It is a shame I didn’t get a shot of a slice of this cake. I could have, should have, but I didn’t. Sorry about that. If I had, you would have seen the glorious tight and dense crumb. In my opinion, it is a tight and dense crumb that makes a pound cake great. That and lots of butter.
This recipe comes by way of a memoir. Normally, I am a little suspect of recipes in memoirs (unless we are talking about a food memoir like Cooking for Mr. Latte or A Homemade Life). My thoughts are along the lines of “who is this person and why does he/she think she can just include a recipe at the end of each chapter?” My friend Cheryl gave me a copy of Cakewalk last summer and it has been sitting on my “to read” pile for far too long. It is the story of a very interesting and troubled family. It is well-written and although food is not the subject, the author does write about tantalizing treats. Many of the end-of-chapter recipes spoke to me but I made this one because I had all the ingredients on hand.
(OK, so you may notice a small bit of the corner cut off. For scientific purposes only!)
Sometimes I just want to bake. If you like to bake, I’m sure you are familiar with this feeling. For me, it isn’t even so much for the end result although ending up with a homemade baked good is nice. Sometimes it is just the act of pulling out the flour and sugar, turning on the mixer, preheating the oven, anticipating the smells that will soon perfume my house… When I just want to bake, I don’t want to fuss. Cookies are too much trouble – all that shaping and switching baking sheets in the oven. This is why I love simple cakes.
I did a little dessert party last night – a reception for a very moving play currently running at the New City Theatre in Seattle. Sick tells of one woman’s struggle with pain and medication and the cracks we can all fall through in the American medical system. You can read more about the play here. Randy and I wanted to support the playwright and actress and we decided to invite some of our friends to attend. We lured them with the promise of a compelling story and with treats afterward.
I made butterscotch pudding tarts and chocolate friands (recipes coming soon). I made the most favorite chocolate chip cookies. But several people pulled me aside to tell me this cake was their favorite. It is comfort food at its most comfortable. And the glaze! Swoon.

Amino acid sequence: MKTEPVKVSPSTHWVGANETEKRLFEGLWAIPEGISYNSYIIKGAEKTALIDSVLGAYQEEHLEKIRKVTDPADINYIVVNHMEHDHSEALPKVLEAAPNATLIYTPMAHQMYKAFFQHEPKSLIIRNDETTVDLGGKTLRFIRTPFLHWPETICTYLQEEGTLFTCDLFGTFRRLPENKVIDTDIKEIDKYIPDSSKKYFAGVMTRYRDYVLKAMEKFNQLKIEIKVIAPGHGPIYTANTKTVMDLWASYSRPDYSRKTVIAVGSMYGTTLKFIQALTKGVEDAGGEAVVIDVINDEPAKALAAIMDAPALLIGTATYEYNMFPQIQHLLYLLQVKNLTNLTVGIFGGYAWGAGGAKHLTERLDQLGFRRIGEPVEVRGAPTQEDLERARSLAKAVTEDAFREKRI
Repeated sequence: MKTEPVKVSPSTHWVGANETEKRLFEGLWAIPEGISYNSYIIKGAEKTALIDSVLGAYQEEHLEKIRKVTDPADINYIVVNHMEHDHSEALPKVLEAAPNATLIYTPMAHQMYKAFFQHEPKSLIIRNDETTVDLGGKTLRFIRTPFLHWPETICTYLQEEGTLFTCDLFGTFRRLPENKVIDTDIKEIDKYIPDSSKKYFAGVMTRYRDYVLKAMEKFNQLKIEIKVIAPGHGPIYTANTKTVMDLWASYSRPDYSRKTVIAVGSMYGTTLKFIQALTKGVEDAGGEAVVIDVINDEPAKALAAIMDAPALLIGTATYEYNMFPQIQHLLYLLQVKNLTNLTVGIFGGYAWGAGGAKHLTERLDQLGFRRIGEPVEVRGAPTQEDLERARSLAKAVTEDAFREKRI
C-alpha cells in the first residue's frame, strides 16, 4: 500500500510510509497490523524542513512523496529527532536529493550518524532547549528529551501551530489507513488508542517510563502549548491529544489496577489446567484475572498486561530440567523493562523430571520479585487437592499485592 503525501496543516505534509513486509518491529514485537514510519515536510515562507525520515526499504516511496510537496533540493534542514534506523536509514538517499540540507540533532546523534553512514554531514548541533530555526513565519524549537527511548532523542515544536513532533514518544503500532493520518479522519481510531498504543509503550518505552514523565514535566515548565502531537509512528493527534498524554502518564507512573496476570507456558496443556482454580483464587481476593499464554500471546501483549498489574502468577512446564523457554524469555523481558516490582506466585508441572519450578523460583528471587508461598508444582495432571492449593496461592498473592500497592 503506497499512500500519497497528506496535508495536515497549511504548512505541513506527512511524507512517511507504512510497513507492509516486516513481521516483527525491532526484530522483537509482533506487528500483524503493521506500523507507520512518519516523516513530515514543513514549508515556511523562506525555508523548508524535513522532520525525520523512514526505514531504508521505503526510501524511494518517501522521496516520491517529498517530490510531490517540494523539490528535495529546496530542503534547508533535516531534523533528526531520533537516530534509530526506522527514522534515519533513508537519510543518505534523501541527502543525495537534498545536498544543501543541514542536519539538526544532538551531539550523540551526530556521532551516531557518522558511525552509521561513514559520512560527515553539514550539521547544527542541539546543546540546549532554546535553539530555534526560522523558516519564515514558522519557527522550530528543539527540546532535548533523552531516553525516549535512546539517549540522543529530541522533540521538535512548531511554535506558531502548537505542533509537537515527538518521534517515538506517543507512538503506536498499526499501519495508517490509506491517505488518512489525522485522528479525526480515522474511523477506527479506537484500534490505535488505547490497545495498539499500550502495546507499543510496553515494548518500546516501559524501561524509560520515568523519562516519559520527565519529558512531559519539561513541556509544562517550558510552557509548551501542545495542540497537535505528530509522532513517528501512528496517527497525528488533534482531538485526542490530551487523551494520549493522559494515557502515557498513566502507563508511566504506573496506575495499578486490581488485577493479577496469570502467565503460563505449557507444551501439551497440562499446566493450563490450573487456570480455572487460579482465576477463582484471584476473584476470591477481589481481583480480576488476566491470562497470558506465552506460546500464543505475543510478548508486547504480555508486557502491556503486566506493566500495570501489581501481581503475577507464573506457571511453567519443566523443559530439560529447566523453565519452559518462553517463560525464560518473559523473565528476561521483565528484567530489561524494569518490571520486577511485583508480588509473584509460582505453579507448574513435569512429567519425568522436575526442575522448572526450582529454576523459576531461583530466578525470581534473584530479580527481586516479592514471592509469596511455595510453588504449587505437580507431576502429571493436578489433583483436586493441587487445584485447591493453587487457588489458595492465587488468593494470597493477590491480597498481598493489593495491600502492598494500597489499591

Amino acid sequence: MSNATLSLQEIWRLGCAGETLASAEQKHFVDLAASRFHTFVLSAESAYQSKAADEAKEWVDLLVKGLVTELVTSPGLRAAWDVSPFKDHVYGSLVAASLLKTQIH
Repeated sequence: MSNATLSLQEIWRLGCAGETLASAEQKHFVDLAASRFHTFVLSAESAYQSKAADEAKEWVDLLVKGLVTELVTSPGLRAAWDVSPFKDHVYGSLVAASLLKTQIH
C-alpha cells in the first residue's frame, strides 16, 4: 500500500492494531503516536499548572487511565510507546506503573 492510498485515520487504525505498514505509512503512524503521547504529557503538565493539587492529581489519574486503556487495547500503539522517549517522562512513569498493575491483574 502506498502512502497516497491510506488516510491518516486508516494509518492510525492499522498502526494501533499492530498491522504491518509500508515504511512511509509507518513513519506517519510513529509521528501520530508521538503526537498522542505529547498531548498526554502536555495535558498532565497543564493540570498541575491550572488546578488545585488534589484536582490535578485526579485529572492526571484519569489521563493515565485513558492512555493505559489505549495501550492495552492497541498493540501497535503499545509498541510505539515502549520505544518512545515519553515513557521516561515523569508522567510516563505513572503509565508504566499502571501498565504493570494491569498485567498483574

Brown Sugar Pound Cake
Adapted from Cakewalk
Makes two 8×4-inch loaves
You can make this cake in one 9 or 10-inch tube pan, but I love the idea of having two cakes out of one recipe. I served one cake the day I made it and wrapped and froze the other one. The cake should be frozen unglazed, so if you do this, be sure to cut the glaze recipe in half.
3 cups all-purpose flour
1 tsp. baking powder
½ tsp. salt
1½ cups (3 sticks) unsalted butter, at room temperature
3 cups firmly packed light brown sugar
5 large eggs, at room temperature
1 cup whole milk
1 tsp. vanilla
Preheat oven to 325ºF. Butter and flour two 8×4-inch loaf pans, knocking out excess flour. Mix the flour, baking powder, and salt together in a bowl. Set aside.
Beat the butter in the bowl of an electric mixer on medium speed for 3 minutes, until whipped looking. Slowly add the sugar and beat for another 3 minutes, increasing the speed to medium-high. The mixture should look very light and fluffy. Add the eggs one at a time, beat well after each one. Scrape down the sides of the bowl and beat again.
Combine the milk with the vanilla. Add the flour in 3 portions alternately with the milk, beginning and ending with the flour. Fold the last flour addition in by hand with a rubber spatula. Turn the batter into the prepared pans. Bake for 1 to 1½ hours, checking after 55 minutes and every 5 to 10 minutes thereafter, until a toothpick inserted near the center of the cake comes out with just moist crumbs attached. If the cake is very brown after 55 minutes but not yet fully baked, cover the top with a sheet of aluminum foil. When done, the cake will be springy to the touch and pulling away from the sides of the pan. Let cool in the pan for 10 minutes, then turn out onto a wire rack to cool completely before glazing.
Brown Sugar Glaze
Remember, this amount will glaze both cakes. If you are only glazing one, cut the recipe in half.
½ cup (1 stick) unsalted butter
½ cup firmly packed light brown sugar
¼ cup whole milk
¼ tsp. salt
1 tsp. vanilla
1 to 1½ cups confectioners’ sugar
Melt the butter in a heavy-bottomed saucepan over low heat, then add the brown sugar and raise the heat to medium. Boil, stirring constantly, for 2 minutes. Add the milk and return to a boil, stirring constantly. Remove from heat and stir in the salt and vanilla. Let cool for 10 minutes.
Sift 1 cup of the confectioners’ sugar over the mixture, stirring with a whisk until smooth. If the glaze is thick enough for your liking, you can stop there. If not, sift the additional ½ cup sugar in. Place the cake (still on the wire rack) over a wax paper lined baking sheet. Pour the glaze over the cooled cake and allow it to drip down the sides. Allow the glaze to set completely before slicing and serving. Wrapped carefully, this cake will keep for several days at room temperature. If you happen to have some homemade caramel sauce on hand, it is amazing poured over top.